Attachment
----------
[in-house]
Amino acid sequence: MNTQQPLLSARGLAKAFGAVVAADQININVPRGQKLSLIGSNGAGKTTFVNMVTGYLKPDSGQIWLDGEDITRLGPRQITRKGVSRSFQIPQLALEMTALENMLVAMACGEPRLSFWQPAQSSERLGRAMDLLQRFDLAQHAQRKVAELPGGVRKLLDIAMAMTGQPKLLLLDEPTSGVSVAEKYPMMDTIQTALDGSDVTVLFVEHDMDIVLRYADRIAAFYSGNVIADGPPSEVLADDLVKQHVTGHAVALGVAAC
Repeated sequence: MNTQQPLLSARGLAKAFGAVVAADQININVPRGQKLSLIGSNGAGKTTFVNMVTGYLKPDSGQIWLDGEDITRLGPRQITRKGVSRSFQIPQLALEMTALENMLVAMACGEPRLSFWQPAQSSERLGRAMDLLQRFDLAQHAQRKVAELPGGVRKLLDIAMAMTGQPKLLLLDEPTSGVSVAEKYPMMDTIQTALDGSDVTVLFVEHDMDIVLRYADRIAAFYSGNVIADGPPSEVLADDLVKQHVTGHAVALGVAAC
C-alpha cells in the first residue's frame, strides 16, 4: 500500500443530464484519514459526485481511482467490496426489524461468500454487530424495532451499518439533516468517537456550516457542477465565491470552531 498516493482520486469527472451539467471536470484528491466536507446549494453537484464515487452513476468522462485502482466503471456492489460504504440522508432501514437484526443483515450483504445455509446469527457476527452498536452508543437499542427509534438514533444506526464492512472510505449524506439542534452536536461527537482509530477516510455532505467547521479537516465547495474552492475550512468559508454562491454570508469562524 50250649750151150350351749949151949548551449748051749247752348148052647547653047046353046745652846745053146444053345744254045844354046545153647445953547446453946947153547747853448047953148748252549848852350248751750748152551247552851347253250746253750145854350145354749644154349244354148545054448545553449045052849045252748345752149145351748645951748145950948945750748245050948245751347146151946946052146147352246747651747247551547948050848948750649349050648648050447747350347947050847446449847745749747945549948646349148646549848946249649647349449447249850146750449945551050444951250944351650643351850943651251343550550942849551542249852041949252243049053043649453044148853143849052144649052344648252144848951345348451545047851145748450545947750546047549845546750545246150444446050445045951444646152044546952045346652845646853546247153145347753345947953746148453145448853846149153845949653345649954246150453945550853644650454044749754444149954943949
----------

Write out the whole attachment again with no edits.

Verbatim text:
[in-house]
Amino acid sequence: MNTQQPLLSARGLAKAFGAVVAADQININVPRGQKLSLIGSNGAGKTTFVNMVTGYLKPDSGQIWLDGEDITRLGPRQITRKGVSRSFQIPQLALEMTALENMLVAMACGEPRLSFWQPAQSSERLGRAMDLLQRFDLAQHAQRKVAELPGGVRKLLDIAMAMTGQPKLLLLDEPTSGVSVAEKYPMMDTIQTALDGSDVTVLFVEHDMDIVLRYADRIAAFYSGNVIADGPPSEVLADDLVKQHVTGHAVALGVAAC
Repeated sequence: MNTQQPLLSARGLAKAFGAVVAADQININVPRGQKLSLIGSNGAGKTTFVNMVTGYLKPDSGQIWLDGEDITRLGPRQITRKGVSRSFQIPQLALEMTALENMLVAMACGEPRLSFWQPAQSSERLGRAMDLLQRFDLAQHAQRKVAELPGGVRKLLDIAMAMTGQPKLLLLDEPTSGVSVAEKYPMMDTIQTALDGSDVTVLFVEHDMDIVLRYADRIAAFYSGNVIADGPPSEVLADDLVKQHVTGHAVALGVAAC
C-alpha cells in the first residue's frame, strides 16, 4: 500500500443530464484519514459526485481511482467490496426489524461468500454487530424495532451499518439533516468517537456550516457542477465565491470552531 498516493482520486469527472451539467471536470484528491466536507446549494453537484464515487452513476468522462485502482466503471456492489460504504440522508432501514437484526443483515450483504445455509446469527457476527452498536452508543437499542427509534438514533444506526464492512472510505449524506439542534452536536461527537482509530477516510455532505467547521479537516465547495474552492475550512468559508454562491454570508469562524 50250649750151150350351749949151949548551449748051749247752348148052647547653047046353046745652846745053146444053345744254045844354046545153647445953547446453946947153547747853448047953148748252549848852350248751750748152551247552851347253250746253750145854350145354749644154349244354148545054448545553449045052849045252748345752149145351748645951748145950948945750748245050948245751347146151946946052146147352246747651747247551547948050848948750649349050648648050447747350347947050847446449847745749747945549948646349148646549848946249649647349449447249850146750449945551050444951250944351650643351850943651251343550550942849551542249852041949252243049053043649453044148853143849052144649052344648252144848951345348451545047851145748450545947750546047549845546750545246150444446050445045951444646152044546952045346652845646853546247153145347753345947953746148453145448853846149153845949653345649954246150453945550853644650454044749754444149954943949